Next generation BWV

A new intelligent headcam system being trialled by Derbyshire Constabulary is proving a major crime deterrent, reducing time spent on paperwork by more than 30 per cent.

Feb 19, 2009
By Paul Jacques

A new intelligent headcam system being trialled by Derbyshire Constabulary is proving a major crime deterrent, reducing time spent on paperwork by more than 30 per cent.

Derbyshire Constabulary has been undertaking a trial of a new headcam that could provide a ‘blueprint’ for the way police services manage next generation body worn video (BWV) technology.

The new BWV evidence management system, developed jointly with Scyron, the security and surveillance services company, is already helping to secure convictions, proving a major deterrent and reducing time spent by officers on paperwork by more than 30 per cent.

The trial uses new miniature camera technology mounted on a headband and/or police officer’s jacket that includes the world’s first software-based administration and evidence management system for BWV.

An officer starting a shift simply scans their ID card with a handheld barcode scanner (similar to those found in supermarkets). This tells the system which officer has what BWV equipment and memory card. At the end of the shift an officer again uses the barcode scanner and then downloads the video and audio footage via a memory card reader into the computer system. From a drop-down menu, the officer next decides if the footage is evidentially relevant.

The data can then be burned onto a DVD which is automatically labelled with key information and printed with the force’s crest. The system then creates a statement to accompany the video evidence, including the officer’s details (held on the system and identified by the ID barcode), the date and time their shift began and when the footage was taken. All the officer has to do is enter specific incident-related details.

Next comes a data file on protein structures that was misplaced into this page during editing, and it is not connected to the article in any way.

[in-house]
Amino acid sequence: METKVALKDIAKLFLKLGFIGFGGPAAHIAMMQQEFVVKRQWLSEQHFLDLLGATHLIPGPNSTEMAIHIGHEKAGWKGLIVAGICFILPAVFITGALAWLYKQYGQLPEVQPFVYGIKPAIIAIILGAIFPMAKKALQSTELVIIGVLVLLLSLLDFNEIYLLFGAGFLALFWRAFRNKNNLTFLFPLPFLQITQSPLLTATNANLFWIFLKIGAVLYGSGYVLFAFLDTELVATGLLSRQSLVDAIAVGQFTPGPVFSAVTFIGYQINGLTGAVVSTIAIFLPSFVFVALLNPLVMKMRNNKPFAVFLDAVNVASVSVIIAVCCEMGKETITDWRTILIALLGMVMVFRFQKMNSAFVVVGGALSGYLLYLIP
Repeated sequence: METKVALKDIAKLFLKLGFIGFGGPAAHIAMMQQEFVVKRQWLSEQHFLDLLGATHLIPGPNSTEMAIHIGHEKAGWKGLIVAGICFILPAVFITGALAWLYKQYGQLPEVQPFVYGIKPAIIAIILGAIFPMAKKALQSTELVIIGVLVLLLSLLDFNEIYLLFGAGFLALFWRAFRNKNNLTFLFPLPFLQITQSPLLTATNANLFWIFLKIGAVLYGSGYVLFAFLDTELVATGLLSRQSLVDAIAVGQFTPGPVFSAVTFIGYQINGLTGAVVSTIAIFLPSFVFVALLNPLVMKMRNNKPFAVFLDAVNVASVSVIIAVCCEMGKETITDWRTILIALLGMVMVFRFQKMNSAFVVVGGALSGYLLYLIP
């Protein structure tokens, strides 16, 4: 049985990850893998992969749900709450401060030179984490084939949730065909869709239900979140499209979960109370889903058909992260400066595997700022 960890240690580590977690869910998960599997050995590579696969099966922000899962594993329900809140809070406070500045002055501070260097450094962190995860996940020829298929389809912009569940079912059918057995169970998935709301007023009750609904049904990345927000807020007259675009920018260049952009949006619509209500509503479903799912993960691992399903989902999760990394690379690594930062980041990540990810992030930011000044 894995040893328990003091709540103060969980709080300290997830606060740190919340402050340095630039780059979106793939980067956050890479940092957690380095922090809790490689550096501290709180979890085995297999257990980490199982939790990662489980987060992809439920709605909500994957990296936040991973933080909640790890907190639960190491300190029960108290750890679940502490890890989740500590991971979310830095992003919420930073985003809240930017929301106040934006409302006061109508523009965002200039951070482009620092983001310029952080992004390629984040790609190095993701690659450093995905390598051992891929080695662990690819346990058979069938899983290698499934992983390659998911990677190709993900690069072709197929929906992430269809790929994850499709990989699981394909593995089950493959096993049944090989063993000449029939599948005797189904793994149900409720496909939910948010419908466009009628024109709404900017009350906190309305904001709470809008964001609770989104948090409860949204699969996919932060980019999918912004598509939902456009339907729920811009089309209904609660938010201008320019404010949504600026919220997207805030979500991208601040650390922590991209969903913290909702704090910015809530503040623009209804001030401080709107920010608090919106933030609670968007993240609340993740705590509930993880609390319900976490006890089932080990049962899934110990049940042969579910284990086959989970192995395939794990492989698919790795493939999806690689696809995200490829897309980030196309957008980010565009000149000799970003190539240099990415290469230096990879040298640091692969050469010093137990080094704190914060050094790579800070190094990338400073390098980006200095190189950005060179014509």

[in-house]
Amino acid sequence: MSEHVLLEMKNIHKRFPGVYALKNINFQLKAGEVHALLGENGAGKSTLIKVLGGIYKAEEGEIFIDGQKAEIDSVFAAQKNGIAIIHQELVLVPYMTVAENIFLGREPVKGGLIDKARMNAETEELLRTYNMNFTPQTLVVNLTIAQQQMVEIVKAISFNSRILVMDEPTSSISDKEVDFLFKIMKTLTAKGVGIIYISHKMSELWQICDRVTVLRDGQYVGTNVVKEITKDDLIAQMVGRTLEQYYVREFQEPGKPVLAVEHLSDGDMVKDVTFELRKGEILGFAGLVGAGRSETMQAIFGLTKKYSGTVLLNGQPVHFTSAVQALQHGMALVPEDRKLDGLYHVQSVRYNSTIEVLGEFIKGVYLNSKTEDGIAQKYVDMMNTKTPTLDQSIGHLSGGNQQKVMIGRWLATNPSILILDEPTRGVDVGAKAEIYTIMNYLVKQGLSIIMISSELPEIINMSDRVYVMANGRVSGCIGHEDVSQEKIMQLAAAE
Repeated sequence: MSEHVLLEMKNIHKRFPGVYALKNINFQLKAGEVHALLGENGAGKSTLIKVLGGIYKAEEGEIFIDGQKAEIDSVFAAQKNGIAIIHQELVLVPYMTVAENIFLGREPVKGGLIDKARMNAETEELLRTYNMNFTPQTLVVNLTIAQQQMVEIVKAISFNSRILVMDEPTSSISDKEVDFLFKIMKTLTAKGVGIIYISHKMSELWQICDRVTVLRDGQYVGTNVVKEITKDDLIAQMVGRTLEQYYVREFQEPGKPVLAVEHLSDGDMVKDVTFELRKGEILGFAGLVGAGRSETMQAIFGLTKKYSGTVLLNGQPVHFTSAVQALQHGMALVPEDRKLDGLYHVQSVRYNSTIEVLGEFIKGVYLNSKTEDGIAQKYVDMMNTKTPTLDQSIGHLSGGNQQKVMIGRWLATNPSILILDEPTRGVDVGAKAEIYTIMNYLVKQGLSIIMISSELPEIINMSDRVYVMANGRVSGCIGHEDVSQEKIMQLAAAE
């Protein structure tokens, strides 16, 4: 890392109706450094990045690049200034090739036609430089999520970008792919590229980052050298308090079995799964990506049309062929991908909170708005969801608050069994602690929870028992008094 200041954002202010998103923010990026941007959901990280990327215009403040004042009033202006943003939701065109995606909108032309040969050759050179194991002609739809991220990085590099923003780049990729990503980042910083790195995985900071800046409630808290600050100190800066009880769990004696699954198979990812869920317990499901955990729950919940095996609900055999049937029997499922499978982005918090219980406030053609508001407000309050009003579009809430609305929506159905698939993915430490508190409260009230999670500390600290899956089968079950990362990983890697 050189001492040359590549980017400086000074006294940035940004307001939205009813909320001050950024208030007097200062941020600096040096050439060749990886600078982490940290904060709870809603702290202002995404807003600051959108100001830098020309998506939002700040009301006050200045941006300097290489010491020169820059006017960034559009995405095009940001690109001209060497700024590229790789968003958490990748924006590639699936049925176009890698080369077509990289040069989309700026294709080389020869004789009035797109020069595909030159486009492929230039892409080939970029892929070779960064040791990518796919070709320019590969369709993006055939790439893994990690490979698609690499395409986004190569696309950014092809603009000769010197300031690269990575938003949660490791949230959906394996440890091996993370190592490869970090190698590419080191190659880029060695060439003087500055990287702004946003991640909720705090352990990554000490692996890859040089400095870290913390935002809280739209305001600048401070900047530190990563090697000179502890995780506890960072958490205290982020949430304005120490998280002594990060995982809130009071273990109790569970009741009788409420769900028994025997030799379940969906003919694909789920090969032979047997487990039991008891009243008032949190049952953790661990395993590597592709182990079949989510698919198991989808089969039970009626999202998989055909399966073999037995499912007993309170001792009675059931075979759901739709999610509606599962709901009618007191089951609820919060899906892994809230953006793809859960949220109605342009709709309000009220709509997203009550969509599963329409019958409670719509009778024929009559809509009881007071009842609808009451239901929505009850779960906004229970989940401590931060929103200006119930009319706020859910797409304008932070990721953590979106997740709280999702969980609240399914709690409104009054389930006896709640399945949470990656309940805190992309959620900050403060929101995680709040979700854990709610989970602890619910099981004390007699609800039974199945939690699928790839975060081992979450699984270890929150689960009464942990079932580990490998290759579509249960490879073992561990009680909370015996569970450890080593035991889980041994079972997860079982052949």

“The technology is helping us enormously, enabling us to be more efficient in securing convictions as well as saving officers a huge amount of time,” said Sergeant David Stafford. “Whereas an arrest statement could take one to two hours to prepare, the video evidence and statement is prepared in around ten minutes.”

Once the data is downloaded the memory card can be automatically wiped clean for repeat use. The video and audio on the system is kept and automatically erased in accordance with Home Office evidence rules to comply with the management of police information. The tamper-proof system records a full audit trail each time footage is accessed.

Scyron developed the Demon BWV Manager software, which runs on a Microsoft Windows® operating system, with Derbyshire Constabulary, after a review of how other police forces were deploying similar headcam technology.

“We saw a huge opportunity to automate the process of gathering body worn video from crime scenes so that it virtually administers itself,” said Mike Wilks, Scyron’s CEO. “The issue is not the effectiveness of the cameras but how to handle the huge volume of video evidence efficiently and in accordance with evidential rules.

“While Devon and Cornwall Constabulary were trail-blazers in trialling head camera devices, Derbyshire has pioneered and automated the all important administration and back-office system. We believe this is creating a blueprint for police services across the world.”

The headcam trial was focused on the Derby North police district, which includes the city centre. The pilot system was installed last June with the official trial period running from October 1 to December 31. A total of 75 officers (including police community support officers) have been trained to use the software which has helped to secure convictions for volume crime such as assault, public disorder and domestic violence

“While we cannot claim to put more officers on the streets with this technology, we can say that officers using it spend more time on patrol and less time writing statements,” said Graham McLaughlin, chief inspector, Derbyshire Constabulary. “An unforeseen benefit of using BWV is a reduction in complaints against officers. In the past, most complaints relate to alleged abusive or heavy-ha

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